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Contingent Employment and Labour Market Pathways: Bridge or Trap?

Listed author(s):
  • McVicar, Duncan

    ()

    (Queen's University Belfast)

  • Wooden, Mark

    ()

    (Melbourne Institute of Applied Economic and Social Research)

  • Fok, Yin King

    ()

    (Melbourne Institute of Applied Economic and Social Research)

The debate over whether contingent (and typically more precarious) employment acts as a bridge to permanent employment, or as a trap, has tended to focus on transitions rather than longer-run pathways. This approach cannot accurately identify indirect pathways from contingent to permanent employment, and nor can it identify 'trap' pathways involving short spells in other states. It also fails to distinguish between those experiencing contingent employment as a 'blip' and those with longer spells. This article employs a different approach involving sequence analysis. Exploiting longitudinal data for Australian, evidence for the co-existence of pathways that correspond to 'bridge' and 'trap' characterisations of contingent employment is found. Further, in the case of casual employment these two types of labour market pathways are roughly equally prevalent, although for some groups – in particular women, those with low educational attainment, and those with a disability – 'traps' are more likely than 'bridges'.

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Paper provided by Institute for the Study of Labor (IZA) in its series IZA Discussion Papers with number 10768.

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Length: 34 pages
Date of creation: May 2017
Handle: RePEc:iza:izadps:dp10768
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  1. Alison L. Booth & Marco Francesconi & Jeff Frank, 2002. "Temporary Jobs: Stepping Stones Or Dead Ends?," Economic Journal, Royal Economic Society, vol. 112(480), pages 189-213, June.
  2. Guell, Maia & Petrongolo, Barbara, 2007. "How binding are legal limits? Transitions from temporary to permanent work in Spain," Labour Economics, Elsevier, vol. 14(2), pages 153-183, April.
  3. Christian Brzinsky-Fay & Ulrich Kohler & Magdalena Luniak, 2006. "Sequence analysis with Stata," Stata Journal, StataCorp LP, vol. 6(4), pages 435-460, December.
  4. Michael D. S. Morris & Alexander Vekker, 2001. "An Alternative Look at Temporary Workers, Their Choices, and the Growth in Temporary Employment," Journal of Labor Research, Transaction Publishers, vol. 22(2), pages 373-390, April.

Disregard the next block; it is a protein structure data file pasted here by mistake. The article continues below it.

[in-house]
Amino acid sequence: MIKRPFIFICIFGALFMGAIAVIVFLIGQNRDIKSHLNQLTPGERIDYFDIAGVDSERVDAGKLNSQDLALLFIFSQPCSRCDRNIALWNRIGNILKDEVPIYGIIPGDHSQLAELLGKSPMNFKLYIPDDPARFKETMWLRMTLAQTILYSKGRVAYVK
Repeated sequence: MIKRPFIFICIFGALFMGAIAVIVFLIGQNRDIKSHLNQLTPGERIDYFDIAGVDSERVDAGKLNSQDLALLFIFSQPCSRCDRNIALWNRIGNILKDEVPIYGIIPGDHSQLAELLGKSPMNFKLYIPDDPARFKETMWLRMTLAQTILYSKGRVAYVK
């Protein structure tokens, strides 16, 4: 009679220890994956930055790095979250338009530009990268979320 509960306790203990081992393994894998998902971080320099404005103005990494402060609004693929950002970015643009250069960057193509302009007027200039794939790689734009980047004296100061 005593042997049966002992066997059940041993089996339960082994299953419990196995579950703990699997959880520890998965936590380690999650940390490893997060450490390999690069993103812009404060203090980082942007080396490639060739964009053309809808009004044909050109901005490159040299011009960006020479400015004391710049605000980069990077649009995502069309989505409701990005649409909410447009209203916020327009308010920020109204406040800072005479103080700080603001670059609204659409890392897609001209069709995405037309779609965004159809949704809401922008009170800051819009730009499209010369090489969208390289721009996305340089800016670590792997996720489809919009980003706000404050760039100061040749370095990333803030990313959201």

5. Marloes de Graaf-Zijl & Gerard van den Berg & Arjan Heyma, 2011. "Stepping stones for the unemployed: the effect of temporary jobs on the duration until (regular) work," Journal of Population Economics, Springer;European Society for Population Economics, vol. 24(1), pages 107-139, January.
  6. James B. Rebitzer & Lowell J. Taylor, 1991. "A Model of Dual Labor Markets When Product Demand Is Uncertain," The Quarterly Journal of Economics, Oxford University Press, vol. 106(4), pages 1373-1383.
  7. Catalina Amuedo-Dorantes, 2000. "Work Transitions into and Out of Involuntary Temporary Employment in a Segmented Market: Evidence from Spain," ILR Review, Cornell University, ILR School, vol. 53(2), pages 309-325, January.
  8. Irma Mooi-Reci & Ronald Dekker, 2015. "Fixed-Term Contracts: Short-Term Blessings or Long-Term Scars? Empirical Findings from the Netherlands 1980–2000," British Journal of Industrial Relations, London School of Economics, vol. 53(1), pages 112-135, 03.
  9. Hielke Buddelmeyer & Mark Wooden, 2011. "Transitions Out of Casual Employment: The Australian Experience," Industrial Relations: A Journal of Economy and Society, Wiley Blackwell, vol. 50(1), pages 109-130, 01.
  10. Renato Faccini, 2014. "Reassessing Labour Market Reforms: Temporary Contracts as a Screening Device," Economic Journal, Royal Economic Society, vol. 124(575), pages 167-200, 03.
  11. Duncan McVicar & Michael Anyadike-Danes, 2002. "Predicting successful and unsuccessful transitions from school to work by using sequence methods," Journal of the Royal Statistical Society Series A, Royal Statistical Society, vol. 165(2), pages 317-334.
  12. Tomas Korpi & Henrik Levin, 2001. "Precarious Footing: Temporary Employment as a Stepping Stone out of Unemployment in Sweden," Work, Employment & Society, British Sociological Association, vol. 15(1), pages 127-148, March.
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